The U.S. Forest Service has released a preliminary report for the fatality of Dave Ruhl on the Frog Fire. Mr. Ruhl went missing the evening of July 30, 2015 while scouting the fire on foot, serving as incident commander during the initial attack in a very remote area of the Modoc National Forest 46 air miles east of Mt. Shasta, California. His body was found about 14 hours later approximately one-quarter mile from where he was last seen.
(Click on the image below, the timeline of the fire, to see a larger version.)
On August 4 the USFS said the autopsy determined that Mr. Ruhl’s death was attributed to “carbon monoxide poisoning and smoke inhalation”.
Not much information is in the report that sheds light on what led to his being entrapped by the fire, or what decisions were made or not made that led Mr. Ruhl to be in that spot at the wrong time. The wind direction did shift, which drove the fire in different directions, possibly resulting in his location becoming compromised.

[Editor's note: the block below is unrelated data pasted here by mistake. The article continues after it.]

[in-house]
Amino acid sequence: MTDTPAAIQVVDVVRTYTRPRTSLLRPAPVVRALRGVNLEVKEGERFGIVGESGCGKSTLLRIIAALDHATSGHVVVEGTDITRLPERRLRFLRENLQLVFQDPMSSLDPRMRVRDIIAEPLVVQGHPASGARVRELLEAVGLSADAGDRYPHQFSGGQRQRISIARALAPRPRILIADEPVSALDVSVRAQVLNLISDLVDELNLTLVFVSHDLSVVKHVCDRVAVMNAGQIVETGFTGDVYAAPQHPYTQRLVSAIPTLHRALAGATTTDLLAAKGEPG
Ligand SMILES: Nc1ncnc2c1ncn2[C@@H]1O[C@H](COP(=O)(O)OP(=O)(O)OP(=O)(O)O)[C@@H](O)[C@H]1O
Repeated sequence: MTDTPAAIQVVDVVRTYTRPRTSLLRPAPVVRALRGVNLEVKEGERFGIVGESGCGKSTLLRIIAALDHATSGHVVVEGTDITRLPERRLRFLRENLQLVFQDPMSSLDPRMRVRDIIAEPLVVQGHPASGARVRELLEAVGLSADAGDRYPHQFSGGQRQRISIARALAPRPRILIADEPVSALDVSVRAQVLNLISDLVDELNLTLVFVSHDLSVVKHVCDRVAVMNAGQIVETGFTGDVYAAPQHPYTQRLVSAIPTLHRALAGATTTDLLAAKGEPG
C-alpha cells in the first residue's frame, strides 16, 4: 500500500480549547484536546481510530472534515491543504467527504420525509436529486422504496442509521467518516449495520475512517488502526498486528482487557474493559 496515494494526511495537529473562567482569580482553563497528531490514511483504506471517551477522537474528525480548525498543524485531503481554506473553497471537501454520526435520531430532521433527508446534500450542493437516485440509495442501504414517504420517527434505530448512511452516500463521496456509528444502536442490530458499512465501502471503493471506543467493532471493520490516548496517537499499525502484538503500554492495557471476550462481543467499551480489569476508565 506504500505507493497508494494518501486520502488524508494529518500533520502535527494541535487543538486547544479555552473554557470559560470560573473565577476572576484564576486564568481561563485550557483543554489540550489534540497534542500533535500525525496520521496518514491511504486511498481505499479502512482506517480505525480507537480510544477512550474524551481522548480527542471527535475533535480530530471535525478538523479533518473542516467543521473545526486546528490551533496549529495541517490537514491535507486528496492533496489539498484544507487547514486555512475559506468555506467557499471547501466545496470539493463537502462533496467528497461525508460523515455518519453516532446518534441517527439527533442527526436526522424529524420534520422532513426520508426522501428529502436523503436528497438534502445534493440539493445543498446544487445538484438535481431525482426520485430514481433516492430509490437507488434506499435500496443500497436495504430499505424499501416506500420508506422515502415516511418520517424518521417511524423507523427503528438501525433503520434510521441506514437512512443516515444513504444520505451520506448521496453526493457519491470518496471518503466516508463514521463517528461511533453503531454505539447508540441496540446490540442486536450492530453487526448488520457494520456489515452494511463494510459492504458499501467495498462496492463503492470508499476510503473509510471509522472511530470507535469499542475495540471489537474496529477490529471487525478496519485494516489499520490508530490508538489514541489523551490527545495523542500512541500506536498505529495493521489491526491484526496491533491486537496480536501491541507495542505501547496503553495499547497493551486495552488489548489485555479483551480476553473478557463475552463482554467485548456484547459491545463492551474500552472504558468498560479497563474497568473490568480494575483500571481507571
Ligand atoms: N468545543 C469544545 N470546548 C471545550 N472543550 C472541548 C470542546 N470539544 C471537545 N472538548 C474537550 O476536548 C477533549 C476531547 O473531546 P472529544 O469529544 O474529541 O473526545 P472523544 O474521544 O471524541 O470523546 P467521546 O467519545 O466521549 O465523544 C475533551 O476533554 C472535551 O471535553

The report’s narrative ends with this:
Although much will remain unknown about Dave’s decision making and complete route of travel, the final 100 feet of his route were accurately established. It appears he was cut-off and overcome by fire during the period of time that the fire spread shifted dramatically toward the west-southwest. Dave’s fire shelter was not deployed.
This document, called by the USFS a “learning review, preliminary report — narrative”, was released a little over two months after the fatality, a remarkably short amount of time for the agency. It comes after the USFS was extremely secretive during the first five days after the accident, refusing to divulge if a fire shelter was deployed, where the remains were found, or if the fatality was caused by a burnover, vehicle accident, lightning, or another type of accident.